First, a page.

But honey bees make large amounts of honey and Bambaras can make up to 20 – 30 kg of honey a year in one colony,” Dyre explained revealing an unknown fact about our sweet honey bee the ‘Bambara’. What is the importance in Sri Lanka? Dr. Dyre explained that first of all because tropical Asia is believed to be where the honey bees evolved and got diversified. According to him Sri Lanka shelters about three species of true honey bees.

There are Solitary bees too. They are those who do not reproduce in a community or do not form a stable social group. There is just one female bee, mate with one male bee and raise the young on her own.

She builds a nest on her own, brings pollen and feed the offsprings. It is not a colony. For example in Sri Lanka the bees in the Family of ‘Megachilidae’ are such solitary animals.

In USA sweat bees fall in to this category. Another group of solitary bees found commonly in Sri Lanka falls in to the Family of ‘Anthophoridae’ which includes bees some of which nest in the ground.

A very conspicuous member of this group that lives in Sri Lanka are the so called ‘Carpenter bees’. They build a tunnel in the wood and can be commonly found in old wooden buildings – the big black bees. Deeper in the wooden tunnel the female lays her eggs and deposits the pollen and builds a series of cells and in each cell there is an offspring.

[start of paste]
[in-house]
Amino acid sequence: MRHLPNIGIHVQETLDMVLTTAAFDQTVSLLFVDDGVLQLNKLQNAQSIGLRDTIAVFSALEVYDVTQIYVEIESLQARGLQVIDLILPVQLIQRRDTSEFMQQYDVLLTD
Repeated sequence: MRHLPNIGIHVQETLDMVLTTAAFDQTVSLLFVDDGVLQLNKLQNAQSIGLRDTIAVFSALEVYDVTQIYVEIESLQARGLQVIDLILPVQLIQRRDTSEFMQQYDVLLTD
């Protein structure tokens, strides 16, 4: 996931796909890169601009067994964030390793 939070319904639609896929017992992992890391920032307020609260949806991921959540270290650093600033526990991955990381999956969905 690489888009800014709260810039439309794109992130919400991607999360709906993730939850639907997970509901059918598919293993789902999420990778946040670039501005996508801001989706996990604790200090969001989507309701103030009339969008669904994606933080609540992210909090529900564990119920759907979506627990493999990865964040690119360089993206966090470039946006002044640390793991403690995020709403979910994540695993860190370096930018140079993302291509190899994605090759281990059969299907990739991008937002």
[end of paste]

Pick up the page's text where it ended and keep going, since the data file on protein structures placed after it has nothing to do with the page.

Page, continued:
“So far bees do not face severe threat to their existence but unexplainable fear leads to these bees being killed and that is a major threat,” Dr. Dyre explained. “In USA since 2006 bees are facing ‘die back’ syndrome which is believed to be caused by a pesticide. A large number of bee keepers started losing their industry on a mass scale and still research is on going to find the true reason,” he explained.

The identified pesticide makes the bee to lose its direction to return to its hive, according to research. These are possibilities that can happen as we humans develop. To protect the valuable pollinators in Sri Lanka, the Ministry of Environment established a Working Group of Pollinator Conservation that comprises the country’s top botanists and zoologists.

The Working Group is headed by Dr. Wasantha Punchihewa who is a leading researcher on Sri Lankan bees. Dr. Punchihewa is also involved in promoting the bee keeping industry in the villages under the ‘Divi Neguma’ program that is conducted under the Economic Development Ministry. The Working group is working on conserving all pollinators of the animal kingdom and specially the Bambara bee which is facing threats in places like Sigiriya and several other public places where there are a large number of hives.